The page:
[Update 10/7: Disabling always-on display and other features saw minimal battery life gain. Reluctantly, I installed watchOS 6.1 beta over the weekend as a last resort troubleshooting step before exchanging the hardware. We don’t yet know when this watchOS update will be released or if it intentionally targets a battery life bug.

However, after three days of testing, watchOS 6.1 beta on Apple Watch Series 5 with always-on display enabled has turned 12 hour battery life into 17.5 hours. We’ll have our full review after watchOS 6.1 is officially released. Original coverage of the battery life situation without watchOS 6.1 beta below.]

I’ve been eager to review the new Apple Watch for the fifth consecutive year, but there’s just one problem: I can’t get through a full day without it dying. Apple Watch Series 5 introduces an always-on display so you can read the time at a glance, and Apple says battery life is unchanged from Series 4 models.

My routine hasn’t changed either, but my battery life experience has. Battery life problems are not affecting everyone, but Apple Watch Series 5 battery problems are definitely affecting more customers than just me.

Since 2015, I’ve reviewed the original Apple Watch, Series 2, Series 3, and Series 4 without issues getting through a full day on one battery charge. The only time I ever need to charge before the end of the day is after a half marathon distance run (something the Apple Watch motivated me to accomplish), and that makes sense based on Apple’s battery life claims for the Apple Watch.

Mixed activity including a 60-minute workout should take you through 18 hours, and outdoor workouts with GPS and LTE should last 5 hours per charge. Apple has more scenarios and results on apple.com/watch/battery.

Those results were true for me with Apple Watch Series 4. I’m consistently seeing just 12 hours from start to finish with Apple Watch Series 5. If I start my day around 6 am, the new Apple Watch will die consistently around 6 pm.

Charging is fairly fast with 0% to 80% only taking about 90 minutes, but this result doesn’t reflect Apple’s results nor does it match my experience with Apple Watch Series 4.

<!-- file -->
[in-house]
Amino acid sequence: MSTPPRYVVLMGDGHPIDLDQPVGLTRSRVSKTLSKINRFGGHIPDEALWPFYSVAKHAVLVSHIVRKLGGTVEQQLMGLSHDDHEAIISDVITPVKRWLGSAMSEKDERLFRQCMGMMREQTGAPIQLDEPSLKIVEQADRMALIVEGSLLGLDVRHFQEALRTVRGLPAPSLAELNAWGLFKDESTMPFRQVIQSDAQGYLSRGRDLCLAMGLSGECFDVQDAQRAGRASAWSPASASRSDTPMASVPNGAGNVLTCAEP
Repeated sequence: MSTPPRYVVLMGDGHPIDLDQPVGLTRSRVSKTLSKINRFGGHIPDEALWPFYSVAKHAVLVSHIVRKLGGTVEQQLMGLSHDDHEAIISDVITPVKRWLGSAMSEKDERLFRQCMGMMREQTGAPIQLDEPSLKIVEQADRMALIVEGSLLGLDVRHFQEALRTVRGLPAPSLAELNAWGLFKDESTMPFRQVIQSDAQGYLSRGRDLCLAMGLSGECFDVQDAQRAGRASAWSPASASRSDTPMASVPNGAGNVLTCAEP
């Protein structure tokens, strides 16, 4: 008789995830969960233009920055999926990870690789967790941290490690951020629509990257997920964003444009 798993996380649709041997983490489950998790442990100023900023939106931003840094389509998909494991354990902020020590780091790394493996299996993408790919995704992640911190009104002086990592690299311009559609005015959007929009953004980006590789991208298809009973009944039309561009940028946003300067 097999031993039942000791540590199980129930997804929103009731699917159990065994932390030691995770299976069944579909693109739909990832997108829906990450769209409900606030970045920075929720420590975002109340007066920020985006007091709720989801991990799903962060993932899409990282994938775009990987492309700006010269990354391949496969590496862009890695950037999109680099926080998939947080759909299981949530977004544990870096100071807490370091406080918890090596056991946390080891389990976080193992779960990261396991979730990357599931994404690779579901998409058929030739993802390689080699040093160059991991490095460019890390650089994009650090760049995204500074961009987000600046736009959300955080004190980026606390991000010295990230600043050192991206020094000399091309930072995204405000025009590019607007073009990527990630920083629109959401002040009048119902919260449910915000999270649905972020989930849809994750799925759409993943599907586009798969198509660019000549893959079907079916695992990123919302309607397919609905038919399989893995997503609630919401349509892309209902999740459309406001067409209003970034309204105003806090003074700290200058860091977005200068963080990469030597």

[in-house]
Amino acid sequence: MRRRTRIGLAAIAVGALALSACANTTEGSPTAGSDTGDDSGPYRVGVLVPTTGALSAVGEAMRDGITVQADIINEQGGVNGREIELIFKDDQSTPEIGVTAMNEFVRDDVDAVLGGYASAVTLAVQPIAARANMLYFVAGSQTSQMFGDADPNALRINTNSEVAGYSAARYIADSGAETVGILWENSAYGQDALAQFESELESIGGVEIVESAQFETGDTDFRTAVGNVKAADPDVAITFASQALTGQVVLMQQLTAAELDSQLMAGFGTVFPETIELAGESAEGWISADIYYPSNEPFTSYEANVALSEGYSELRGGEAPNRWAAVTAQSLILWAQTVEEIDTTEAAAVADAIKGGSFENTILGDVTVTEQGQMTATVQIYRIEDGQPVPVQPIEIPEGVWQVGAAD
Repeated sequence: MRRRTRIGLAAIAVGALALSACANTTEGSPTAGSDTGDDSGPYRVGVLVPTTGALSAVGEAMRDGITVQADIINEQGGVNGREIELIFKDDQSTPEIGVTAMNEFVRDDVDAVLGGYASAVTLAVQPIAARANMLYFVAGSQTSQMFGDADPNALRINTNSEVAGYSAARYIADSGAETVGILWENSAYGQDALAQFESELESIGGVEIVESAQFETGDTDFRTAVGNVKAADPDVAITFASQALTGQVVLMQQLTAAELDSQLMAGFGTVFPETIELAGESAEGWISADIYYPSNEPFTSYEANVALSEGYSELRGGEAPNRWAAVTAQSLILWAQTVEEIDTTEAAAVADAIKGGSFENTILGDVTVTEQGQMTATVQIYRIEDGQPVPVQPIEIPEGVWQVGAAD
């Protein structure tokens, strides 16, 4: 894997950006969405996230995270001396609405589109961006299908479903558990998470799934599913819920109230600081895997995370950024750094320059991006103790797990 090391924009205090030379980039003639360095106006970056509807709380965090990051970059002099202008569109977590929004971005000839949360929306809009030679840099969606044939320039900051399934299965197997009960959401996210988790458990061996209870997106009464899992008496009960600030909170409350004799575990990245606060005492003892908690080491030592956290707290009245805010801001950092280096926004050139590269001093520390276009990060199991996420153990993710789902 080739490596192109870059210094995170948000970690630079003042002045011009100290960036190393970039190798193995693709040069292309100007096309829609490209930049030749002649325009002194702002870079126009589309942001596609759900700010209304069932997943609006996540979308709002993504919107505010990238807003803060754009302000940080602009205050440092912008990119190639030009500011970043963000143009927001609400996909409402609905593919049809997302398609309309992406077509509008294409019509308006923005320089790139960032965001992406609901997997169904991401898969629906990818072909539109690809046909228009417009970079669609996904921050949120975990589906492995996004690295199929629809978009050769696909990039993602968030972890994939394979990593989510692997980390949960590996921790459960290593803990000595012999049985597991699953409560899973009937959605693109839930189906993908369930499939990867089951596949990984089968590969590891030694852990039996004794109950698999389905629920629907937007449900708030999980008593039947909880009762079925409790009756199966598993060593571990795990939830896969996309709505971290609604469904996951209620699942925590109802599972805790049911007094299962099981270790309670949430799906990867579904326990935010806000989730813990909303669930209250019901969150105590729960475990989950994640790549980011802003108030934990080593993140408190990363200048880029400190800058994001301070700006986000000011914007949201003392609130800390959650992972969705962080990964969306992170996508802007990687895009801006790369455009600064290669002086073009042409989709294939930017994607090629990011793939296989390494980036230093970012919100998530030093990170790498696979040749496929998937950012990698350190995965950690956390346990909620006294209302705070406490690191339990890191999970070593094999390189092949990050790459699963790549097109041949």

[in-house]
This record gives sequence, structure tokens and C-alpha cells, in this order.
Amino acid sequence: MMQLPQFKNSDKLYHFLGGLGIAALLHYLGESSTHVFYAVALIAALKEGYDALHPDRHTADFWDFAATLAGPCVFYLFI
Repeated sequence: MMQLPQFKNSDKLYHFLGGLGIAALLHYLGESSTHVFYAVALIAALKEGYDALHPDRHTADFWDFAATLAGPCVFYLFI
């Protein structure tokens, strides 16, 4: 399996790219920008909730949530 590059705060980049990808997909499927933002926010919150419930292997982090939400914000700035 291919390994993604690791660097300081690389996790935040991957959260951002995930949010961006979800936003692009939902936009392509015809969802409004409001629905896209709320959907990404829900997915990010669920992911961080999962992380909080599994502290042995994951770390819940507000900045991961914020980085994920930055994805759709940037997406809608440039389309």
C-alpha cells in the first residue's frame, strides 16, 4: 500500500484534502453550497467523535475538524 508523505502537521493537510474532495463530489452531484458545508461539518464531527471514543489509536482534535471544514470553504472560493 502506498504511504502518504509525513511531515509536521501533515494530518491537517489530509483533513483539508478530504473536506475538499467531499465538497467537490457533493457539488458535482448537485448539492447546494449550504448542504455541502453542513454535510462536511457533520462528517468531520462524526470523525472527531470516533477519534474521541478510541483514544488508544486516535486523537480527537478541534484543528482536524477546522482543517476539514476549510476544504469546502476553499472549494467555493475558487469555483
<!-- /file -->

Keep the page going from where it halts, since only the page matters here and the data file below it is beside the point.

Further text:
Apple Watch Series 5 battery life

I mentioned that not every Series 5 customer is seeing this issue.

My partner has a 40mm cellular Series 5 which theoretically should see slightly less battery life than my 44mm cellular Series 5, but her Apple Watch lasts as long as our Series 4 batteries. That suggests the issue isn’t the new always-on display.

Another variable is the new Noise app with ambient noise detection. I would consider blaming this feature for poor battery performance, but it was no issue on Apple Watch Series 4 during the beta cycle this summer.

I have friends upgrading from Series 4 or brand new to the Apple Watch. Both Series 5 models have displayed the same battery drain issue. I’ve also heard from readers who are experiencing the same reduced Apple Watch battery life from Series 4.

Some readers have said battery life problems level out after one week, and others have turned off the always-on display feature or actually returned the new watch.

For my own Apple Watch Series 5, I’ve tried a few things including going easy on usage, updating to watchOS 6.0.1, recording no workouts to see how battery life is affected. I’ve also been using the lowest brightness setting (I usually use the highest setting for outdoor use) and the exact same watch face as with Series 4.

My Apple Watch is paired with the iPhone 11 (non-Pro) running iOS 13.1.2 (no betas), cellular is activated but LTE and GPS aren’t in use away from the iPhone, and my watch was set up as new and not from a backup.

My hope is that the issue can be solved with a software update and that Apple will acknowledge that an issue is affecting some customers. If my experience was isolated, I would immediately wonder if my watch has a bad battery from the factory, but it’s definitely more widespread even if it doesn’t affect everyone.

Turning off the always-on display certainly shouldn’t be the solution, and I don’t believe that’s the problem based on seeing how others are experiencing battery life as advertised.

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About the Author

Zac Hall

Zac covers Apple news for 9to5Mac and hosts the 9to5Mac Happy Hour and 9to5Mac Watch Time podcasts.